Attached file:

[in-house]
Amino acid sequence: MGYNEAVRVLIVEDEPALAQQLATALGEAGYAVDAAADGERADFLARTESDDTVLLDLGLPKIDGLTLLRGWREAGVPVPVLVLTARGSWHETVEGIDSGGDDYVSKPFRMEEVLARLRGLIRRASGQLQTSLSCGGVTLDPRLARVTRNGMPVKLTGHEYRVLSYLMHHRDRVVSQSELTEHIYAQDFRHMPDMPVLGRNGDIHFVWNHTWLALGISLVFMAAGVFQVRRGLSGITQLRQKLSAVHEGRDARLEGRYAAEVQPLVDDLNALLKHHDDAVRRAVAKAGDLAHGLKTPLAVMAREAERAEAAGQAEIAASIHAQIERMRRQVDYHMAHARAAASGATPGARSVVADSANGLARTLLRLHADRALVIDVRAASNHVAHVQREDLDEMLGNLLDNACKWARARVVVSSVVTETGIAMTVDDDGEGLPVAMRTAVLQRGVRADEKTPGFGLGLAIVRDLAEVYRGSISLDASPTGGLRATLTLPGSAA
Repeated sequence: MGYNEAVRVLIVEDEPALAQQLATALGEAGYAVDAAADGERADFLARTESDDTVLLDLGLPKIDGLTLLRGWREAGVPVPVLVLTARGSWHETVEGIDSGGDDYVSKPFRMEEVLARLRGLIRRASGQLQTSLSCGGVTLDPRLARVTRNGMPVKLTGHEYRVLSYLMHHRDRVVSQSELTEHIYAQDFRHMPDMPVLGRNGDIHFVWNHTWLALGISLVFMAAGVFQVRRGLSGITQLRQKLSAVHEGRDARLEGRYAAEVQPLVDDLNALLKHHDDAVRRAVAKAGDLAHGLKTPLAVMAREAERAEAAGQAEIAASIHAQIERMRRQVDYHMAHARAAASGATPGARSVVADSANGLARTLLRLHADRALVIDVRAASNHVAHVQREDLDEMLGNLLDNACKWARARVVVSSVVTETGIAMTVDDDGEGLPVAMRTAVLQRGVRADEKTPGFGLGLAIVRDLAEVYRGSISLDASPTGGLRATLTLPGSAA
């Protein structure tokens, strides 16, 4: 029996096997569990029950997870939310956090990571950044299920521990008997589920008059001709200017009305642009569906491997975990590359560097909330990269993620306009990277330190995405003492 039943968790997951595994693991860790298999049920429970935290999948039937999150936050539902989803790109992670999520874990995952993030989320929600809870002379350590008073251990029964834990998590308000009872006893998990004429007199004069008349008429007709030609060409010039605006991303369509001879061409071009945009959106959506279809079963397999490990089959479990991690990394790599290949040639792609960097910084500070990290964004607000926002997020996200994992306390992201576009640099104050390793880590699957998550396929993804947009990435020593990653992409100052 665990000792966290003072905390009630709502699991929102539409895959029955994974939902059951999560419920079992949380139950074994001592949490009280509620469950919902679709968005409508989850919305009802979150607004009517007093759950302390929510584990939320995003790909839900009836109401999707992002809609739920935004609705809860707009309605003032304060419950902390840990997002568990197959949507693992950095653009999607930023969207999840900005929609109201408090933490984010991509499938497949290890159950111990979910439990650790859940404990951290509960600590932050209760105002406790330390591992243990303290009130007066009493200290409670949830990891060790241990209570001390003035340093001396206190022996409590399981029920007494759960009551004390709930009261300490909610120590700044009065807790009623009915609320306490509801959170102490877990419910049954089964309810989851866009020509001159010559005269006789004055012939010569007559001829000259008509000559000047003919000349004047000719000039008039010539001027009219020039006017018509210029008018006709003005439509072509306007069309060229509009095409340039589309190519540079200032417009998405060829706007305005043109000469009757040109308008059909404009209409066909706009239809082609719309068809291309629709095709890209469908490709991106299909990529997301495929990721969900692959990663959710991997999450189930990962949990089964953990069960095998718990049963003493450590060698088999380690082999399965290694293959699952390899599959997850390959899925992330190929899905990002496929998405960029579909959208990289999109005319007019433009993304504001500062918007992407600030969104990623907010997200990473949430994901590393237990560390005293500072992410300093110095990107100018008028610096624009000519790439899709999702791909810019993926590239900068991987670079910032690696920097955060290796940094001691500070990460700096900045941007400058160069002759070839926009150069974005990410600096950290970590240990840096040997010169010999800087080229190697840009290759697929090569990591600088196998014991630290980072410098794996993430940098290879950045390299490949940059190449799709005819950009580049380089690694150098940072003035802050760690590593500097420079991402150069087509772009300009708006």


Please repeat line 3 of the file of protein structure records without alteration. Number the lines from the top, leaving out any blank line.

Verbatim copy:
Repeated sequence: MGYNEAVRVLIVEDEPALAQQLATALGEAGYAVDAAADGERADFLARTESDDTVLLDLGLPKIDGLTLLRGWREAGVPVPVLVLTARGSWHETVEGIDSGGDDYVSKPFRMEEVLARLRGLIRRASGQLQTSLSCGGVTLDPRLARVTRNGMPVKLTGHEYRVLSYLMHHRDRVVSQSELTEHIYAQDFRHMPDMPVLGRNGDIHFVWNHTWLALGISLVFMAAGVFQVRRGLSGITQLRQKLSAVHEGRDARLEGRYAAEVQPLVDDLNALLKHHDDAVRRAVAKAGDLAHGLKTPLAVMAREAERAEAAGQAEIAASIHAQIERMRRQVDYHMAHARAAASGATPGARSVVADSANGLARTLLRLHADRALVIDVRAASNHVAHVQREDLDEMLGNLLDNACKWARARVVVSSVVTETGIAMTVDDDGEGLPVAMRTAVLQRGVRADEKTPGFGLGLAIVRDLAEVYRGSISLDASPTGGLRATLTLPGSAA